So if the government steps in and pays to keep people employed for the sake of employing them, and we do not receive something we value more in return, then essentially, we are exchanging a $10 bill for a $5 bill. Although it sounds fun to talk about all of these unemployment figures, and look at graphs of GDP and GNP and unemployment and whatnot, the underlying notion of a job is that an employer is paying someone to produce a good or service that is more valuable to the employer than the amount the employer pays. We cannot get lost in the trees and miss the forest. If jobs are not worthwhile, they should not exist.
I just cannot wrap my head around the idea of an auto industry buyout. The “logic” behind it seems to be that if GM, Ford, and Chrysler fail, people will lose jobs. Thus, the US government should pony up to pay these American automakers so that people don’t lose their jobs.
The obvious assumption here is that jobs are per se good. The truth is, they are not. Therefore, the only principle reason I can see behind an auto bailout – to keep people employed – stands on shaky ground.
This can best be explained with an example. Assume that 1,000 people are very talented at making spoons, and this is what they do for a living. Next, assume that a robot is invented that can make all the spoons these people can make for 1/1000th the price and twice the quality. Should the United States government prevent the robot from coming into existence to “preserve jobs?” Or should the government subsidize spoon-makers to keep these people employed even though they are effectively doing nothing good for society?
I hope that your answer to the above two questions is no. We live in a world of progress. Sometimes, certain employment becomes obsolete. Although it is truly unfortunate that some people will lose their jobs because their jobs are unworthy of continuance, that is just the way capitalism works. If people in the US don’t like that, perhaps we should give up on capitalism.
Like this example, the US auto industry is hideously inefficient and produces an inferior quality product as compared to foreign automakers. Foreign automakers have much larger profit margins, and have been willing to adapt to consumer demand to sell fuel efficient cars. US automakers have been poorly managed, have buried themselves in union obligations, and have refused to adapt to consumer demand. Fuel efficiency is the biggest indicator. People have repeatedly made it clear that they want more fuel efficient cars by their purchases in the market over the past five years or so. Yet American automakers have not provided cars that are nearly as fuel efficient as foreign automakers; instead, they have run a lot of commercials claiming that ~20 miles per gallon is fuel efficient for a mid-sized sedan, or low 30s is fuel efficient for a small car. [And let’s not forget about how American automakers consistently rank behind foreign automakers in reliability rankings…]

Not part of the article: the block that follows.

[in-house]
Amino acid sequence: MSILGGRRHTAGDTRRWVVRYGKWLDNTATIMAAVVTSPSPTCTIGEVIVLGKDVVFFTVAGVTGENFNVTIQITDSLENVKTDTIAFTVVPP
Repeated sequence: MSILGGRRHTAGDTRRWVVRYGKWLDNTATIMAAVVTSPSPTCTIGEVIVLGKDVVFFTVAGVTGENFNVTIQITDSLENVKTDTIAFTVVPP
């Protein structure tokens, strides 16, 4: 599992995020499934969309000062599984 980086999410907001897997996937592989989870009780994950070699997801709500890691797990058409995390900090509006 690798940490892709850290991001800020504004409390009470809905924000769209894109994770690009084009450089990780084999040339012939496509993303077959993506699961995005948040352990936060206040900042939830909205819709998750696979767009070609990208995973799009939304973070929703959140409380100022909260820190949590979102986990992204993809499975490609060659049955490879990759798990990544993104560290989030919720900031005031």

The whole idea of an auto bailout totally perverts the idea of comparative advantage. The US does not have a comparative advantage in producing cars. The USA should be focusing its economy on things that it is good at producing, rather than trying to preserve the US auto industry for old time’s sake or because we want to preserve an certain number of worthless jobs.
P.S. Why are we thinking about bailing out all three automakers? Why not just one? If we let two fail, there will be less market competition, and automakers will do better in general?
P.P.S. Look at this amusing graphic about the bailout.
Both John McCain and Barack Obama, like many politicians, are guilty of overusing rhetoric and eschewing substance. Particularly, there has been a lot of talk by both candidates about helping “main street” rather than “wall street.” I wanted to write about this, but the latest issue of The Economist did a better job of expressing my feelings than I could have.
Bankers have always earned their crust by committing money for long periods and financing that with short-term deposits and borrowing. Today, that model has warped into self-parody: many of the banks’ assets are unsellable even as they have to return to the market each day to ask for lenders to vote on their survival. No wonder they are hoarding cash.